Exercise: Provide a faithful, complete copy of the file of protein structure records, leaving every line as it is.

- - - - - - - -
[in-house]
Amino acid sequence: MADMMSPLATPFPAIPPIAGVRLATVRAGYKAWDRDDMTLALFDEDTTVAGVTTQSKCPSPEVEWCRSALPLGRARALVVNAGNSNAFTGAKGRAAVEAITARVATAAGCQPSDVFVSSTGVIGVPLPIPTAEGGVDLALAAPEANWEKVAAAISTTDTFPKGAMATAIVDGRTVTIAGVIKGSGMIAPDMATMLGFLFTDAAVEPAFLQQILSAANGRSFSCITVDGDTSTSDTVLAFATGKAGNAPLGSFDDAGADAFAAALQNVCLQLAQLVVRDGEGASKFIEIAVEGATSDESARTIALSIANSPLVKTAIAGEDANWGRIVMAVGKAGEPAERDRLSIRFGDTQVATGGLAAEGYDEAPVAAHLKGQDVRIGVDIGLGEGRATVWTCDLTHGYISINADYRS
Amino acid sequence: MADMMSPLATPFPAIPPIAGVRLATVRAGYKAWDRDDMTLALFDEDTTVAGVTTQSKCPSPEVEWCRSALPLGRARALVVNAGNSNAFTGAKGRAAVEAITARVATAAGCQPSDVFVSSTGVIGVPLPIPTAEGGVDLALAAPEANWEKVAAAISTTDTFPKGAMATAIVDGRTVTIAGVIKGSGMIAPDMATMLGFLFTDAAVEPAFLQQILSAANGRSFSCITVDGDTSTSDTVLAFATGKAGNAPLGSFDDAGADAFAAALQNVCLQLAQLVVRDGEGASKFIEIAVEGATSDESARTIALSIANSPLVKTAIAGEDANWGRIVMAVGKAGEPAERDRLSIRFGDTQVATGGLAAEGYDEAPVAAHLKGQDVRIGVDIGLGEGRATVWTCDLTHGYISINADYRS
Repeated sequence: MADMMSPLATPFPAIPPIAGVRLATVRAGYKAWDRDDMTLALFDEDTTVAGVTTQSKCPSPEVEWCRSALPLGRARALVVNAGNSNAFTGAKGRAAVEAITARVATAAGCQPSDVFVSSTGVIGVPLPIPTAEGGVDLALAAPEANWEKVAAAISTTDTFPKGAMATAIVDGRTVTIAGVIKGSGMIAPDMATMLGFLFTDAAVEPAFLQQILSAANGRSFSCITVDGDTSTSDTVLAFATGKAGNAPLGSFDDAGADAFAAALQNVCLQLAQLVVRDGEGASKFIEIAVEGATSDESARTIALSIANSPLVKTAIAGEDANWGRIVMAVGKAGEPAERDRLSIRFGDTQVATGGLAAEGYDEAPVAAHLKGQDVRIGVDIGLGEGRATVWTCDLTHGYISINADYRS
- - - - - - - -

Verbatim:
[in-house]
Amino acid sequence: MADMMSPLATPFPAIPPIAGVRLATVRAGYKAWDRDDMTLALFDEDTTVAGVTTQSKCPSPEVEWCRSALPLGRARALVVNAGNSNAFTGAKGRAAVEAITARVATAAGCQPSDVFVSSTGVIGVPLPIPTAEGGVDLALAAPEANWEKVAAAISTTDTFPKGAMATAIVDGRTVTIAGVIKGSGMIAPDMATMLGFLFTDAAVEPAFLQQILSAANGRSFSCITVDGDTSTSDTVLAFATGKAGNAPLGSFDDAGADAFAAALQNVCLQLAQLVVRDGEGASKFIEIAVEGATSDESARTIALSIANSPLVKTAIAGEDANWGRIVMAVGKAGEPAERDRLSIRFGDTQVATGGLAAEGYDEAPVAAHLKGQDVRIGVDIGLGEGRATVWTCDLTHGYISINADYRS
Amino acid sequence: MADMMSPLATPFPAIPPIAGVRLATVRAGYKAWDRDDMTLALFDEDTTVAGVTTQSKCPSPEVEWCRSALPLGRARALVVNAGNSNAFTGAKGRAAVEAITARVATAAGCQPSDVFVSSTGVIGVPLPIPTAEGGVDLALAAPEANWEKVAAAISTTDTFPKGAMATAIVDGRTVTIAGVIKGSGMIAPDMATMLGFLFTDAAVEPAFLQQILSAANGRSFSCITVDGDTSTSDTVLAFATGKAGNAPLGSFDDAGADAFAAALQNVCLQLAQLVVRDGEGASKFIEIAVEGATSDESARTIALSIANSPLVKTAIAGEDANWGRIVMAVGKAGEPAERDRLSIRFGDTQVATGGLAAEGYDEAPVAAHLKGQDVRIGVDIGLGEGRATVWTCDLTHGYISINADYRS
Repeated sequence: MADMMSPLATPFPAIPPIAGVRLATVRAGYKAWDRDDMTLALFDEDTTVAGVTTQSKCPSPEVEWCRSALPLGRARALVVNAGNSNAFTGAKGRAAVEAITARVATAAGCQPSDVFVSSTGVIGVPLPIPTAEGGVDLALAAPEANWEKVAAAISTTDTFPKGAMATAIVDGRTVTIAGVIKGSGMIAPDMATMLGFLFTDAAVEPAFLQQILSAANGRSFSCITVDGDTSTSDTVLAFATGKAGNAPLGSFDDAGADAFAAALQNVCLQLAQLVVRDGEGASKFIEIAVEGATSDESARTIALSIANSPLVKTAIAGEDANWGRIVMAVGKAGEPAERDRLSIRFGDTQVATGGLAAEGYDEAPVAAHLKGQDVRIGVDIGLGEGRATVWTCDLTHGYISINADYRS